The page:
That Elizabeth-Jane Farfrae be not told of my death, or made to grieve on account of me.
& that I be not bury’d in consecrated ground.
& that no sexton be asked to toll the bell.
& that nobody is wished to see my dead body.
& that no murners walk behind me at my funeral.
& that no flours be planted on my grave.
& that no man remember me.
To this I put my name.
Michael Henchard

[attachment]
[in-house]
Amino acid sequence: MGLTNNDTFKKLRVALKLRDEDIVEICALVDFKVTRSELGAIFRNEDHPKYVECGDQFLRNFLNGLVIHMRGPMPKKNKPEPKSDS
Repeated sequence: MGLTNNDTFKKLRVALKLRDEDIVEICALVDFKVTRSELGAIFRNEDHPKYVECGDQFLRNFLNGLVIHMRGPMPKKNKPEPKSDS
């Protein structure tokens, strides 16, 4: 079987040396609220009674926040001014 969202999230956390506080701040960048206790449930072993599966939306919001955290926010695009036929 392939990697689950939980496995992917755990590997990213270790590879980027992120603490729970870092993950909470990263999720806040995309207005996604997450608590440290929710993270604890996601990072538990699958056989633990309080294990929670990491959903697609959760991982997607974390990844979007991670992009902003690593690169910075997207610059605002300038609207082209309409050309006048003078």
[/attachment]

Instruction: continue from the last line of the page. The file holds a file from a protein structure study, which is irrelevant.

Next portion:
In his introduction to Modern Critical Interpretations: Thomas Hardy’s The Mayor of Casterbridge, Harold Bloom cites the above passage, taken from the novel’s final chapter, as the most powerful and eloquent of all of Hardy’s writing. Indeed, there is a remarkable power and beauty in the simplicity of these lines. Henchard’s will is the tragic last statement of a tragic man whose unremitting doubts regarding his life’s worth not only lead to his death but also follow him there. From the moment Henchard sells his wife at the Weydon fair, he feels a keen anxiety over the value of his name. He pledges a twenty-one-year reprieve from alcohol and sets himself on a course that delivers him to the most honored business and social offices of a small country town. Unsatisfied with this seeming reformation of himself, however, he continues to let his guilt eat away at him and eventually relinquishes the name and reputation he has built for himself. His last wish, to be allowed to die anonymously and to go unremembered, is the ultimate gesture of a man who craves good repute but doubts his own worth.